At Vantage Credit Union, we’re entrusted with our members’ financial information. We take that responsibility seriously. To control risk, we closely monitor security with the latest in testing, auditing and reporting technology as well as assess policies, procedures and member information systems on a timely, ongoing basis.
We have a number of programs in place that offer a high level of protection, including redundant critical systems, state-of-the-art intrusion detection and monitoring systems. Plus, we work with the best and brightest partners to help us ensure we stay on top of the latest trends, technologies, and services.
Protection beyond Vantage’s walls
We also place a priority on educating our members, as information security risks could be posed by people or entities not at all affiliated with the credit union.
We’ve added a new feature to our website— Security Awareness. This portal provides valuable and timely information on subjects ranging from your financial information security, scams & phishing, mobile security, identity theft information, and much more!
We do not solicit you for personal information. If an attempt is made to access confidential information, please consider these helpful tips to determine if an attempt is legitimate.
- Identity theft, phishing scams, telephone scams, lottery scams and internet scams (including bogus job offers and secret shoppers) continue to grow. Please know that Vantage will NEVER solicit your credit union account numbers(s), credit or debit card numbers(s), personal identification number (PIN), Social Security Number, etc. via phone, email or text message.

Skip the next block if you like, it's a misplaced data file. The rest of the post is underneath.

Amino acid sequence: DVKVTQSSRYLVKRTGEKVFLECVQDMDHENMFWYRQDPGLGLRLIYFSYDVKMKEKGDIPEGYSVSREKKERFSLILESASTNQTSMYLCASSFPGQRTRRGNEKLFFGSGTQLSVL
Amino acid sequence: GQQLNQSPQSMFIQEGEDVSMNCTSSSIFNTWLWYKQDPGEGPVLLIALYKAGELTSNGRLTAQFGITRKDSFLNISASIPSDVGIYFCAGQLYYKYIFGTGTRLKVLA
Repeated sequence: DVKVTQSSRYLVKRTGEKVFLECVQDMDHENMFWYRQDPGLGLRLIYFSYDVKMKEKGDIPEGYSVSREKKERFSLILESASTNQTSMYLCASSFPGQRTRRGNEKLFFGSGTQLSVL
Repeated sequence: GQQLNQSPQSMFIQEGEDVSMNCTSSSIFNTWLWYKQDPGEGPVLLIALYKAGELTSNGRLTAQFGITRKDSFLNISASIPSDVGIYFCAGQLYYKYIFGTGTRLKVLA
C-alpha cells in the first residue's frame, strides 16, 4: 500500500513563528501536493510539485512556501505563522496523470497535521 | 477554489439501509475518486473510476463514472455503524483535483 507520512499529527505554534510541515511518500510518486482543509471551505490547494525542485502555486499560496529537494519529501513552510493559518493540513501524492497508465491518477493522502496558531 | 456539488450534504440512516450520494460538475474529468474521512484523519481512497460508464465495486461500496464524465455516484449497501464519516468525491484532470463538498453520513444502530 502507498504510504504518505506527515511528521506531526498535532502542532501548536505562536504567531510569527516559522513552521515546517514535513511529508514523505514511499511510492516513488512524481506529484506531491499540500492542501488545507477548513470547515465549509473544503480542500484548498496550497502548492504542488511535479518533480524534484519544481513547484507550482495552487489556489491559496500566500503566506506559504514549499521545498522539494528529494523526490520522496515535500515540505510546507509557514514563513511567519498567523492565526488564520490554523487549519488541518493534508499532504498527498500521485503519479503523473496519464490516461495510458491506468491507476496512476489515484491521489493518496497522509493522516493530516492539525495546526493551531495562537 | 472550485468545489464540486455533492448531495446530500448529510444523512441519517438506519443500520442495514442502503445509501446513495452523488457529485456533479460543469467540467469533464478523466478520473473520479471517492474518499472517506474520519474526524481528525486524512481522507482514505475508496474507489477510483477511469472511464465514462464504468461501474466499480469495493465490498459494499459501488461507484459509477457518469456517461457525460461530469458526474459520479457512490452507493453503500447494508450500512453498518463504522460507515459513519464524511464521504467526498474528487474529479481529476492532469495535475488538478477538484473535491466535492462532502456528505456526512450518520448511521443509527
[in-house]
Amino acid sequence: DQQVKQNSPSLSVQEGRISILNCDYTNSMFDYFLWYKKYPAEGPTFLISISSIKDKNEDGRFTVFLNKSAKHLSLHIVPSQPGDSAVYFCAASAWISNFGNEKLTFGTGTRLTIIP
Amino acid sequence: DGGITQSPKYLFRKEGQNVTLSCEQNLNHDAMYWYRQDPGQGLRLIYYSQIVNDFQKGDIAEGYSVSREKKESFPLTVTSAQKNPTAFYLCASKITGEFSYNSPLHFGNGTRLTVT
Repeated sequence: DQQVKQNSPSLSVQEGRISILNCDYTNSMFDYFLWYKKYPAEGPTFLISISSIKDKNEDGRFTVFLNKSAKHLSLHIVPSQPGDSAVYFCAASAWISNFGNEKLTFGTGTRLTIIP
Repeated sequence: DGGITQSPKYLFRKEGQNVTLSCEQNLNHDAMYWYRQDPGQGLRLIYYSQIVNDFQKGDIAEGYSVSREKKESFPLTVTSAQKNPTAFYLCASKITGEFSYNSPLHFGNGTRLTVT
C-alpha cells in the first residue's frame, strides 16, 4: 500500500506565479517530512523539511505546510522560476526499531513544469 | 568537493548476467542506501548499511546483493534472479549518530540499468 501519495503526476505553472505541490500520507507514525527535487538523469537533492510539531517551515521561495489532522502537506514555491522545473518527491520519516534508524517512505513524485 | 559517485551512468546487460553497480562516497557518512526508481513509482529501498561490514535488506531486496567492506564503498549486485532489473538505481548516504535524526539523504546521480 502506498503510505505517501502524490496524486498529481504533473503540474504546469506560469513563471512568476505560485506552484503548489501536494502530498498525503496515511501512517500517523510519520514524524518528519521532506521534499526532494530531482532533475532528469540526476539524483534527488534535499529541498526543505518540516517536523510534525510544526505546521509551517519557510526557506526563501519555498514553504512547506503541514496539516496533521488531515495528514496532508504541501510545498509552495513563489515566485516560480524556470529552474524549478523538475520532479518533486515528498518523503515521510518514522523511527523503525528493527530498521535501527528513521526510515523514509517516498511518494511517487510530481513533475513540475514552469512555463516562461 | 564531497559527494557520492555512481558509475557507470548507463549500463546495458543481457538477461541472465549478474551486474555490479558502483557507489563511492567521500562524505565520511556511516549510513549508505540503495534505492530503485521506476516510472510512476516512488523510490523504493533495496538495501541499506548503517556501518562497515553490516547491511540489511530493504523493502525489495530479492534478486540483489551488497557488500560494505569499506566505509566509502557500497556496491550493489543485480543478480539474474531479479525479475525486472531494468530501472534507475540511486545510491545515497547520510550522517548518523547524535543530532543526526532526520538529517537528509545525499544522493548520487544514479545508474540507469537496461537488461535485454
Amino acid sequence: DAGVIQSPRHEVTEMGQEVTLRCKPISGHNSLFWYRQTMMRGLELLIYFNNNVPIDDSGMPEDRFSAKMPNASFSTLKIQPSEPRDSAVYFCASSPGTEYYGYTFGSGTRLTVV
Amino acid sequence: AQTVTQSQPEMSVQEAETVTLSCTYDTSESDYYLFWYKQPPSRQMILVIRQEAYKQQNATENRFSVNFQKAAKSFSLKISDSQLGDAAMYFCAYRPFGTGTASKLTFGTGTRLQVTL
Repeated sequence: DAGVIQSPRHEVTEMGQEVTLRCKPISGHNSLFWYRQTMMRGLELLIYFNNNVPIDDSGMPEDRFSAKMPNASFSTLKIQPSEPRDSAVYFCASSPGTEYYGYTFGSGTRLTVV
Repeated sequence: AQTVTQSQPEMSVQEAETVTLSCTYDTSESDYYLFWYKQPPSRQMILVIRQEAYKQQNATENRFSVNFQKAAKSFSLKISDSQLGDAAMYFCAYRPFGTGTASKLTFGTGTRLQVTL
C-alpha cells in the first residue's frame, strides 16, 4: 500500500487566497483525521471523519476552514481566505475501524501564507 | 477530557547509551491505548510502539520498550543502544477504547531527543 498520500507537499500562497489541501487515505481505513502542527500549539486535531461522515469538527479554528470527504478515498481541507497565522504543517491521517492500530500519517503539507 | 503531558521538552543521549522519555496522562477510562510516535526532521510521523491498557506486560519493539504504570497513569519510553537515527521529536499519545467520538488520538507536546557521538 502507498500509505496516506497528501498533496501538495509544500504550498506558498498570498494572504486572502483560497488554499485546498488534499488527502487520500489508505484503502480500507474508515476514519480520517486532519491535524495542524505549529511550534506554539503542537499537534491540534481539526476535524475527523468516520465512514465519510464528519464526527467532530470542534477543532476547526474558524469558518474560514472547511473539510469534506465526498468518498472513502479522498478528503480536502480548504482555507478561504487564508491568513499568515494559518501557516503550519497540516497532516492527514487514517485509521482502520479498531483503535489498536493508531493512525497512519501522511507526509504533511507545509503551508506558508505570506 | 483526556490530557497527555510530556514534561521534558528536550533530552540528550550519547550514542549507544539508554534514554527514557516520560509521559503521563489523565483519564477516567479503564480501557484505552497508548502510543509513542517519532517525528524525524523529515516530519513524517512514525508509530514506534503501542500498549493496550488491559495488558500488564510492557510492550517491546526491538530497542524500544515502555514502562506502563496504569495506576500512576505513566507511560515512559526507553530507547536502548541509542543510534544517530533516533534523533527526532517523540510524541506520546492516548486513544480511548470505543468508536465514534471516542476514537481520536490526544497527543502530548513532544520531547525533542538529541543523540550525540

- The only time we’ll contact you about these items is if YOU initiate contact with us and we need to follow up.
- If you receive a phone call, text message or email requesting this information without your initiation, please DO NOT give it out! Rather, call us to report the incident and ensure your account remains secure.
We also direct our members to information from the Federal Trade Commission on the subject of identity theft and fraud, including what it is, how to deter it, how to recover from it, and tools for ID theft victims.
What you need to know about the recent Equifax data breach?
Equifax, one of the major credit reporting agencies, announced a cybersecurity incident potentially impacting approximately 143 million U.S. consumers. The incident was reported on September 7, 2017, but according to the company’s investigation the unauthorized access occurred from mid-May through July 2017.
Cyber criminals accessed names, Social Security numbers, birth dates, addresses, and in some instances, driver’s license numbers. In addition, credit card numbers for approximately 209,000 U.S. consumers, and certain dispute documents with personal identifying information for approximately 182,000 U.S. consumers, were accessed.
View the press release from Equifax announcing the cybersecurity incident involving consumer information.
Where can I go to see if my information was compromised?
Our Security Awareness news feed includes a useful article—Equifax Victim Protection Options Everyone Should Know.
Equifax has also established a dedicated website to help consumers determine if their information has been potentially impacted and to sign up for optional credit file monitoring and identity theft protection.
Left with questions? Contact the credit bureau reporting agencies (Equifax, Experian, TransUnion) for additional information.